Airtime for Newcomers: Radio for Migrants in the United Kingdom and West Germany, 1960s–1980s

Authors: Hilgert, C., Just, A.L. and Khamkar, G.

Journal: Media History

Volume: 26

Issue: 1

Pages: 62-74

eISSN: 1469-9729

ISSN: 1368-8804

DOI: 10.1080/13688804.2019.1633912

Abstract:

This article explores the British and West German public service radio’s abilities to reflect on and to address the specific needs and expectations of migrant groups in their programmes between the 1960s and 1980s. Mechanisms of social inclusion and exclusion alike can be investigated here. Empirically, it is based on comparisons of radio broadcasts on and for different immigrant communities, produced by BBC Radio Leicester on/for the post-war Asian migrants in England and by West German public service broadcasting on/for ‘Gastarbeiter’ (foreign workers) as well as for ‘Spätaussiedler’ (German repatriates from East Europe). Radio is studied as an agent of identity management and citizenship education. Not only did radio talk about migrants and migration to introduce these topics and the newcomers to the local population. It also offered airtime to selected migrant communities to cater for their needs and interests as well as to facilitate their difficulties of adjusting to an unfamiliar environment.

http://eprints.bournemouth.ac.uk/32506/

Source: Scopus

AIRTIME FOR NEWCOMERS Radio for Migrants in the United Kingdom and West Germany, 1960s-1980s

Authors: Hilgert, C., Just, A.L. and Khamkar, G.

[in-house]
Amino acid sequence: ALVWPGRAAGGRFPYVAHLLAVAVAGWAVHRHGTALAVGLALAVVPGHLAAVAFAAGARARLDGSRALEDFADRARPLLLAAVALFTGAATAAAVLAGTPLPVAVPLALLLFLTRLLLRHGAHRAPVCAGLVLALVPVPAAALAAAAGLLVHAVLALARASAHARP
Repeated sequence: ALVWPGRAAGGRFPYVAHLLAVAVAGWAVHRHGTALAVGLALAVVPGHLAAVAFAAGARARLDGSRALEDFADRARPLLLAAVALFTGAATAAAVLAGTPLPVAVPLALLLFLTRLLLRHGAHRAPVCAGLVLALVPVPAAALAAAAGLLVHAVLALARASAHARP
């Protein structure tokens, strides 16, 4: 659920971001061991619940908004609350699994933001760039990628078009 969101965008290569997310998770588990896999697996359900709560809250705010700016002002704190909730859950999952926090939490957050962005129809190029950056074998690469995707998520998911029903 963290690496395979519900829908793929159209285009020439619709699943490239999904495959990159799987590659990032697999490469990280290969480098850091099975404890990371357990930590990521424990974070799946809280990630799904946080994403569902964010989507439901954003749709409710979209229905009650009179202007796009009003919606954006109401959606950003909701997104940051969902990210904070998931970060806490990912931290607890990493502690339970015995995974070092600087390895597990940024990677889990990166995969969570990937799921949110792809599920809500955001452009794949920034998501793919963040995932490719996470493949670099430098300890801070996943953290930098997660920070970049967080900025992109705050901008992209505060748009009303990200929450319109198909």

Journal: MEDIA HISTORY

Volume: 26

Issue: 1

Pages: 62-74

eISSN: 1469-9729

ISSN: 1368-8804

DOI: 10.1080/13688804.2019.1633912

http://eprints.bournemouth.ac.uk/32506/

Source: Web of Science (Lite)

Airtime for newcomers Radio for Migrants in the United Kingdom and West Germany, 1960s–1980s

Authors: Hilgert, C., Just, A.L. and Khamkar, G.

Journal: Media History

Publisher: Taylor & Francis

ISSN: 1075-0673

DOI: 10.1080/13688804.2019.1633912

Abstract:

This article explores the British and West German public service radio’s abilities to reflect on and to address the specific needs and expectations of migrant groups in their programmes between the 1960s and 1980s. Mechanisms of social inclusion and exclusion alike can be investigated here. Empirically, it is based on comparisons of radio broadcasts on and for different immigrant communities, produced by BBC Radio Leicester on/for the post-war Asian migrants in England and by West German public service broadcasting on/for ‘Gastarbeiter’ (foreign workers) as well as for ‘Spätaussiedler’ (German repatriates from East Europe). Radio is studied as an agent of identity management and citizenship education. Not only did radio talk about migrants and migration to introduce these topics and the newcomers to the local population. It also offered airtime to selected migrant communities to cater for their needs and interests as well as to facilitate their difficulties of adjusting to an unfamiliar environment.

http://eprints.bournemouth.ac.uk/32506/

Source: Manual